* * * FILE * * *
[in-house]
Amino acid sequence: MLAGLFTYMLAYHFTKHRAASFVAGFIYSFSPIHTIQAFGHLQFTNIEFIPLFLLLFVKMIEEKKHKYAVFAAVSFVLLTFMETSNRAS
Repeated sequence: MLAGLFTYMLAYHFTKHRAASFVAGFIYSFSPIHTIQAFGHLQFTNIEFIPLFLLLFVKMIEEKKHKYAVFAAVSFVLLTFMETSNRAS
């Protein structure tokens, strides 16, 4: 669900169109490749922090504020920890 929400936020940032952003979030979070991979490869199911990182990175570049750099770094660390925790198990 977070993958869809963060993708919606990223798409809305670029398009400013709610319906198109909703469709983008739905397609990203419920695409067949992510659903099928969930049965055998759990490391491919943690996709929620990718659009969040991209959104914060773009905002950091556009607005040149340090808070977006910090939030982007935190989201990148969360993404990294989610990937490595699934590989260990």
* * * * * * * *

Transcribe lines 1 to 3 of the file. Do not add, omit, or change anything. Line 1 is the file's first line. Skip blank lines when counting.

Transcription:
[in-house]
Amino acid sequence: MLAGLFTYMLAYHFTKHRAASFVAGFIYSFSPIHTIQAFGHLQFTNIEFIPLFLLLFVKMIEEKKHKYAVFAAVSFVLLTFMETSNRAS
Repeated sequence: MLAGLFTYMLAYHFTKHRAASFVAGFIYSFSPIHTIQAFGHLQFTNIEFIPLFLLLFVKMIEEKKHKYAVFAAVSFVLLTFMETSNRAS